It is not their jurisdiction. The separation of church and state was to ensure that state is not God. Here's the general rule. The Christian is to be a good citizen until being a good citizen means being a bad Christian. That's the general rule to work off. The Christian is to be a good citizen until being a good citizen means that you're a bad Christian. So, for example, there are many examples.

I'll just give you one. Acts 5, a law was passed in Jerusalem. You can't preach the gospel of Jesus Christ's death and resurrection anymore. Okay, that's a law.

That's the state. And the Bible says, submit to every ordinance. What do you do with that ordinance? You disobey that ordinance. Because if you obey that ordinance to be a good citizen, you're being a bad Christian. This is why Peter said, look, we're not going to obey what you have to say because we must obey God rather than man.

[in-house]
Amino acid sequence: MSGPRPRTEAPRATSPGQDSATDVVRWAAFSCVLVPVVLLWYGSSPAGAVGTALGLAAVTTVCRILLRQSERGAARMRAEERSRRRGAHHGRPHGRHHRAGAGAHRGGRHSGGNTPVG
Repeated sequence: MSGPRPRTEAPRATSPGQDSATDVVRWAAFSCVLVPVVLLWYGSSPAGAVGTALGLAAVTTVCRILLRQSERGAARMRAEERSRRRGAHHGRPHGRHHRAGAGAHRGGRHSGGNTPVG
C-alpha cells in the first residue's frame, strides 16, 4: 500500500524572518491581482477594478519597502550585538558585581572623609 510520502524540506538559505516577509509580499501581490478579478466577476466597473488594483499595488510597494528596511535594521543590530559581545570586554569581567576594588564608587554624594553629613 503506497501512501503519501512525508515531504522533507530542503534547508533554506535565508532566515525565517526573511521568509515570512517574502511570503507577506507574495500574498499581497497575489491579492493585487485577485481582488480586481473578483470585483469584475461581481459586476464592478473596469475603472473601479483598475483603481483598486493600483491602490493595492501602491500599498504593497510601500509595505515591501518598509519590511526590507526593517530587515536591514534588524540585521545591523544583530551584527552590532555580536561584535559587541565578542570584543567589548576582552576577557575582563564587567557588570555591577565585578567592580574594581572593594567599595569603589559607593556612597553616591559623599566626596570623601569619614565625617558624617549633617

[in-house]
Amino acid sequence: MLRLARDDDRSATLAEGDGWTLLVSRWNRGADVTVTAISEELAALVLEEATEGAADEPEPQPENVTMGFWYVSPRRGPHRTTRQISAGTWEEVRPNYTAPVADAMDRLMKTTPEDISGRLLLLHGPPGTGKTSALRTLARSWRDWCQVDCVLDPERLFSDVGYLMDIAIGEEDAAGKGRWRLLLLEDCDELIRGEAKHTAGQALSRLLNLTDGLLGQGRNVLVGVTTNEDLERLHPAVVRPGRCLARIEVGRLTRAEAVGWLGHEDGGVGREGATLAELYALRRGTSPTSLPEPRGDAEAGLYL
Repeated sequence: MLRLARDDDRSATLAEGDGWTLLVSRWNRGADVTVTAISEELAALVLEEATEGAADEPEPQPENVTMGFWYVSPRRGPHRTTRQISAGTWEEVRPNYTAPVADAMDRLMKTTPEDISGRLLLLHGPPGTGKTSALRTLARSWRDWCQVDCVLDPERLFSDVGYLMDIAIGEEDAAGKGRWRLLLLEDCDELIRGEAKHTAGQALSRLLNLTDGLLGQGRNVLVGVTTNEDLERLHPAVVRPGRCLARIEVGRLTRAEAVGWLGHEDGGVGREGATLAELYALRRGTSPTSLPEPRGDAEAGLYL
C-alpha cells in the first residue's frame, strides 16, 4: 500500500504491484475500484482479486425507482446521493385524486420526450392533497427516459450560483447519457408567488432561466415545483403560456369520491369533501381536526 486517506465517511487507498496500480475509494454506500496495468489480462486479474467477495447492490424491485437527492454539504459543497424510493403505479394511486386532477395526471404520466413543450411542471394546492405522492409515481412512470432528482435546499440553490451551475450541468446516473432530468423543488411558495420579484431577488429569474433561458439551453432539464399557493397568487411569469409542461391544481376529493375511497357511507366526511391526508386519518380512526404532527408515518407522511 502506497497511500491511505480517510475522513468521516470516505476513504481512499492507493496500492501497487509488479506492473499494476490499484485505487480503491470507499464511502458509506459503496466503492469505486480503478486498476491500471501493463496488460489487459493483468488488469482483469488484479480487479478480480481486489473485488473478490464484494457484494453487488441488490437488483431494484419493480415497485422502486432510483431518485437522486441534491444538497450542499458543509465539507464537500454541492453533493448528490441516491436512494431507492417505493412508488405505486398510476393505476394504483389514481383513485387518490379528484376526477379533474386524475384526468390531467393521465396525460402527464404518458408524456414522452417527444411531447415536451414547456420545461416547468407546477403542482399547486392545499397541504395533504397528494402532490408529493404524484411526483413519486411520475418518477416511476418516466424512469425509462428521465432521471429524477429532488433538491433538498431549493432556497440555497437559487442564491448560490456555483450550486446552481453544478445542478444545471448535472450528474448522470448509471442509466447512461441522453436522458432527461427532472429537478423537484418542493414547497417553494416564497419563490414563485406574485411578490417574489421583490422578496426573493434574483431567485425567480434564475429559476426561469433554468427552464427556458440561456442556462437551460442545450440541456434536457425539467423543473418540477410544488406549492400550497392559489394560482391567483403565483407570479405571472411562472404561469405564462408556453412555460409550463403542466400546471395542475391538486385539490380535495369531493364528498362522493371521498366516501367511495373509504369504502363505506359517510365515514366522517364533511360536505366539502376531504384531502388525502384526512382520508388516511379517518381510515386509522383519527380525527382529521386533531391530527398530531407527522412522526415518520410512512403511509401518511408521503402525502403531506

That's where he drew the line. So a Christian is to be a good citizen until being a good citizen means being a bad Christian. Finally, closing remarks. If you happen to work for the government, let me say thank you.

I sincerely mean that. Thank you for your service. Thank you for being involved in the common grace and benefits to us. We pray for you. I hope we pray for you. We should be praying for you. The Bible says, pray for those who are in charge and are in government positions. So thank you. We pray for you.

But be careful and remember your role. I heard a sermon and I did a little research afterwards. There's a group of Christians several hundred years ago in England and Scotland called the Covenanters. I have visited their places of worship and some of the relics of the Scottish Covenanters. They were bold.